• micromole advanced
  • micromole advanced

Energy Management System, Energy Harvesters and Energy Storage

Energy harvesting is applied in the μMole project to extend the time between external recharge cycles of the battery. Thus, a thermoelectric generator will use the temperature gradient present in the sewage system to recharge the battery. Ambient conditions (e.g. temperature profiles) will be assessed through measurements in real-life conditions of the sewage system. This will foster a resource efficient and small-scale integration of the energy harvesting device in the proposed ring structure of the sensor. Furthermore, the sensors, actuators, microcontroller and communication modules are chosen with the aim of decreasing the energy consumption of the system.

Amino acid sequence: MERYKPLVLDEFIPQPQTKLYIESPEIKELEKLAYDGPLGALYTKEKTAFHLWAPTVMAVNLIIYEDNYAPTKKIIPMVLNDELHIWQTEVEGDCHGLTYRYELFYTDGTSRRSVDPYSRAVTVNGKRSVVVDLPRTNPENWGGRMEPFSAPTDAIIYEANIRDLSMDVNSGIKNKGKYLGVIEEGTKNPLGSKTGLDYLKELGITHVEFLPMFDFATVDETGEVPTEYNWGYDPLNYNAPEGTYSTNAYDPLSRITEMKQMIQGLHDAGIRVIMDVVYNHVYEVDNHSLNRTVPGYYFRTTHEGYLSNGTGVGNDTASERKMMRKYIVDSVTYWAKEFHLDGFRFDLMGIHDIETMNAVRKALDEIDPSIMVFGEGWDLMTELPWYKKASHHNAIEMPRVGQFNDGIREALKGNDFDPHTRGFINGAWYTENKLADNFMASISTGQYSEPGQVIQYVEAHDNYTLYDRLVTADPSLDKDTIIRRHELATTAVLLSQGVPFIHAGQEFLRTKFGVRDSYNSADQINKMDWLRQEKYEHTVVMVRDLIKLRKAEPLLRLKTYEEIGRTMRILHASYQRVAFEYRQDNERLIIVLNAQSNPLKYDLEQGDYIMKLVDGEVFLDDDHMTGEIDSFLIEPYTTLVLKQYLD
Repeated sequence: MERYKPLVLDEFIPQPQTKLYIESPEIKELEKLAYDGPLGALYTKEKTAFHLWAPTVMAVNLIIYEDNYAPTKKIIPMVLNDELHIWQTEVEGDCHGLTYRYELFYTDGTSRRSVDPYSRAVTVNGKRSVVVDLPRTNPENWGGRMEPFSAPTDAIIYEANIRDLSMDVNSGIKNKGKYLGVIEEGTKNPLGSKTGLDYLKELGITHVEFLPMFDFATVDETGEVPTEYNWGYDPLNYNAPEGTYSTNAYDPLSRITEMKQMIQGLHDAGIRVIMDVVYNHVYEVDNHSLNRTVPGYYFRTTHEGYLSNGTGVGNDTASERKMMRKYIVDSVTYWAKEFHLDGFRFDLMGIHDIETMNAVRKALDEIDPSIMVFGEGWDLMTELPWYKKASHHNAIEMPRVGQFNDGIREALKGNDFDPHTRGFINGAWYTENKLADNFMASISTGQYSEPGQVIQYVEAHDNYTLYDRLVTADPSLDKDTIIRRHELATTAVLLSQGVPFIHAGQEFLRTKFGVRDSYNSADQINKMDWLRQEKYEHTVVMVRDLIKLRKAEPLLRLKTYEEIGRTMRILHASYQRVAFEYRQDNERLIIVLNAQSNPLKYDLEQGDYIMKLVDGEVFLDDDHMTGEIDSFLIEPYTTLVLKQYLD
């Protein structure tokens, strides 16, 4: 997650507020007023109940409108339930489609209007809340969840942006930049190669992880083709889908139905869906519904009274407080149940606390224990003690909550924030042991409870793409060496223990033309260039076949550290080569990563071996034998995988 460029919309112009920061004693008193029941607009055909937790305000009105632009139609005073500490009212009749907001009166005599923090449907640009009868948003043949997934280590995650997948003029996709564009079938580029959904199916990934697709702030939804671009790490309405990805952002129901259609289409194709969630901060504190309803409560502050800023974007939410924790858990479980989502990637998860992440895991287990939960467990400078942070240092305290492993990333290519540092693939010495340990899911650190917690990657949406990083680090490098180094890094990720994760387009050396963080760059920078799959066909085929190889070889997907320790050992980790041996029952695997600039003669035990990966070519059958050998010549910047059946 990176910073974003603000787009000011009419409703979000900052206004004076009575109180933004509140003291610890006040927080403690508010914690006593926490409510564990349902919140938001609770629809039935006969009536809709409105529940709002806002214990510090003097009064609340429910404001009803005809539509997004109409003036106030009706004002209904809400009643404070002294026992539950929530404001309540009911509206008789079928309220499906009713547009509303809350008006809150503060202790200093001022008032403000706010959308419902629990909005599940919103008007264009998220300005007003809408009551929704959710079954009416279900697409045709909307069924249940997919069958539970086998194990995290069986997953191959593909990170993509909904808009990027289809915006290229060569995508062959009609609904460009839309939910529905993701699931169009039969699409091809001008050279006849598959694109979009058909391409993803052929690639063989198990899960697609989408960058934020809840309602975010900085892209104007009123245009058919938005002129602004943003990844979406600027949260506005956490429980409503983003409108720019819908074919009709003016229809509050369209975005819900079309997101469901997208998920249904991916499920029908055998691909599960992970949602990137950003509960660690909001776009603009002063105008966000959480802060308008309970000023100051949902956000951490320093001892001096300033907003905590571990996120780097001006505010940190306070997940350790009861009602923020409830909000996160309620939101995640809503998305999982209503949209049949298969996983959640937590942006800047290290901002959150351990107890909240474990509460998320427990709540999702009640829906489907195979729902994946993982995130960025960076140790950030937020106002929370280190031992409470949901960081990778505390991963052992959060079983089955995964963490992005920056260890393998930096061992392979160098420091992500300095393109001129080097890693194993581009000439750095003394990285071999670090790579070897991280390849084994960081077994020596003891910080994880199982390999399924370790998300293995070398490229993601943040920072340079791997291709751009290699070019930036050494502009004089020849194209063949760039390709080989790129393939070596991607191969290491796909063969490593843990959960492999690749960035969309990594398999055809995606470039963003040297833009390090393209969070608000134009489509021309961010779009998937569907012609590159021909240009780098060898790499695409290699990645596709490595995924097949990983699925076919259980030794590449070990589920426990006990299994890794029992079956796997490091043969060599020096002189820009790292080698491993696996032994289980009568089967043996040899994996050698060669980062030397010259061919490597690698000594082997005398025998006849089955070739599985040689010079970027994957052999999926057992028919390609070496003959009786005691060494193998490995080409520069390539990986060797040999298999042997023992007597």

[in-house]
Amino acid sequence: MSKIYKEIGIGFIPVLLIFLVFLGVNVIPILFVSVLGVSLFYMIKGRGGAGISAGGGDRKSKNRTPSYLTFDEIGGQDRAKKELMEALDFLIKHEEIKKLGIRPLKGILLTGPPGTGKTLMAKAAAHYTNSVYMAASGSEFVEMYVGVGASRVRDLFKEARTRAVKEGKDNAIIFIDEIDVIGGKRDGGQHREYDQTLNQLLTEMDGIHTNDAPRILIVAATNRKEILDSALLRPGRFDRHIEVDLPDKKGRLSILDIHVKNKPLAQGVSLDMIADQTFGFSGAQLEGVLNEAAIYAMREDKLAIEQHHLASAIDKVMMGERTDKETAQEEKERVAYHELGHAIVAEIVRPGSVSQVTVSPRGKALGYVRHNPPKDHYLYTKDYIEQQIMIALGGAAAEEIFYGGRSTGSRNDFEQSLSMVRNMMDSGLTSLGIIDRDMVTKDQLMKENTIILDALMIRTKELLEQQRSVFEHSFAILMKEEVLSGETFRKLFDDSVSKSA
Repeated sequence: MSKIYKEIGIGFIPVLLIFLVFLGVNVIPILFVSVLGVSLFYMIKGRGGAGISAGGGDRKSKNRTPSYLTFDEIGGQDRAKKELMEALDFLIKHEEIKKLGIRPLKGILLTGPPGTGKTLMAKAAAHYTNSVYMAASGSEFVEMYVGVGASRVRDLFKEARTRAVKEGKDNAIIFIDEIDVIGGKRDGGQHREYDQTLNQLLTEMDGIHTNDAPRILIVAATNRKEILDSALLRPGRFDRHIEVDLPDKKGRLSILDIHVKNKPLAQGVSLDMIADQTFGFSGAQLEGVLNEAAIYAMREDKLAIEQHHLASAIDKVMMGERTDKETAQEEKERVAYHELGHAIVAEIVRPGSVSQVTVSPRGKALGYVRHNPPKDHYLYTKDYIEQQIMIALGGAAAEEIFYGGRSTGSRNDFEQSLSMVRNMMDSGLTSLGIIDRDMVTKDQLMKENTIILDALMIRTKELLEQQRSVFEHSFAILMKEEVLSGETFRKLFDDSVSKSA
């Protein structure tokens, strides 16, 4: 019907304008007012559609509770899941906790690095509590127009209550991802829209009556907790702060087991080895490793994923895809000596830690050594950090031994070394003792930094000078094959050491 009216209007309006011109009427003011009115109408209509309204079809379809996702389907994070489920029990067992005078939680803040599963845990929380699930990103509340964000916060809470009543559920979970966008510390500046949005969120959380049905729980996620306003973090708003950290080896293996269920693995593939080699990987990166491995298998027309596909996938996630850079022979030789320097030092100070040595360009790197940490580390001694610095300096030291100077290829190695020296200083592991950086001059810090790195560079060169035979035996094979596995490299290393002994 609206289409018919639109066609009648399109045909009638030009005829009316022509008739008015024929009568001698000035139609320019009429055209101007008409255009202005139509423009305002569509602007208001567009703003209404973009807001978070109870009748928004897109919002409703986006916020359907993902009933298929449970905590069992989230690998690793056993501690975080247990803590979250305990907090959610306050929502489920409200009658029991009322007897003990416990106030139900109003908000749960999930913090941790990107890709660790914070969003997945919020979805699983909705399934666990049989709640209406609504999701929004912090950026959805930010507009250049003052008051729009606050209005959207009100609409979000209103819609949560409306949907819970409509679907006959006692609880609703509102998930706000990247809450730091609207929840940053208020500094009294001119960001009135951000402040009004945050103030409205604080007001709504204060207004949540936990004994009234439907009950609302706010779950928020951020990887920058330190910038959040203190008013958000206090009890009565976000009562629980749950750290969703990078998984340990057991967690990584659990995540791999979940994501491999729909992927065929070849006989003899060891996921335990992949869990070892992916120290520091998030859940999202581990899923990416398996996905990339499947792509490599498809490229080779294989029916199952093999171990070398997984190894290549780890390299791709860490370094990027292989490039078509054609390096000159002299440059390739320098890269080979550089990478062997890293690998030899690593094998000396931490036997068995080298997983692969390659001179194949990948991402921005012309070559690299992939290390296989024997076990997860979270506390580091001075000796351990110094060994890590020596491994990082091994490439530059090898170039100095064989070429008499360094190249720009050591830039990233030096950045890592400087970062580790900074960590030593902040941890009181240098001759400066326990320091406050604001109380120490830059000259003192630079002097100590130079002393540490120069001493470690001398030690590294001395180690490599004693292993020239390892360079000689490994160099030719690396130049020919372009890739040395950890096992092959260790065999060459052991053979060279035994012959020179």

The design of the thermo-electrical power supply is addressed by two complementary approaches. First approach involves the thermal path design from the thermal source to the thermoelectric device and further on to the cooling device. Material and geometry selection to maximize the thermal gradient at the converter will be aligned with the overarching housing concept developed in the project. The other approach involves the ASIC design of a DC-DC converter for bipolar low thermal gradients. Moreover, a maximum power point tracker algorithm will be implemented in a micro-controller to extract the maximum power from the thermoelectric generator.


This project has received funding from the European Union’s Horizon 2020 research and innovation programme under grant agreement No 653626